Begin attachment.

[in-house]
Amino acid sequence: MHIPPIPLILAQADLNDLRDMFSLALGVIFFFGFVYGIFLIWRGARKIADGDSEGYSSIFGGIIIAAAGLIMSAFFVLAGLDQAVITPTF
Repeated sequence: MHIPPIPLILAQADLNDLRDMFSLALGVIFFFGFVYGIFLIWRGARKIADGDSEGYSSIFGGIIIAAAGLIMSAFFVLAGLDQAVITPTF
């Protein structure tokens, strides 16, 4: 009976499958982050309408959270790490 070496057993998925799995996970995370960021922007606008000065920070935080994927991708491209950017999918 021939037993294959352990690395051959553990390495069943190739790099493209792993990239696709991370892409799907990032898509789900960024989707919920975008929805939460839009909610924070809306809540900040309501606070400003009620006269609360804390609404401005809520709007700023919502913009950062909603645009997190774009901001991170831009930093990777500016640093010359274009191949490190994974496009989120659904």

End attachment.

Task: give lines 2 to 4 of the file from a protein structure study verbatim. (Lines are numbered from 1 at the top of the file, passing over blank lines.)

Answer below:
Amino acid sequence: MHIPPIPLILAQADLNDLRDMFSLALGVIFFFGFVYGIFLIWRGARKIADGDSEGYSSIFGGIIIAAAGLIMSAFFVLAGLDQAVITPTF
Repeated sequence: MHIPPIPLILAQADLNDLRDMFSLALGVIFFFGFVYGIFLIWRGARKIADGDSEGYSSIFGGIIIAAAGLIMSAFFVLAGLDQAVITPTF
């Protein structure tokens, strides 16, 4: 009976499958982050309408959270790490 070496057993998925799995996970995370960021922007606008000065920070935080994927991708491209950017999918 021939037993294959352990690395051959553990390495069943190739790099493209792993990239696709991370892409799907990032898509789900960024989707919920975008929805939460839009909610924070809306809540900040309501606070400003009620006269609360804390609404401005809520709007700023919502913009950062909603645009997190774009901001991170831009930093990777500016640093010359274009191949490190994974496009989120659904």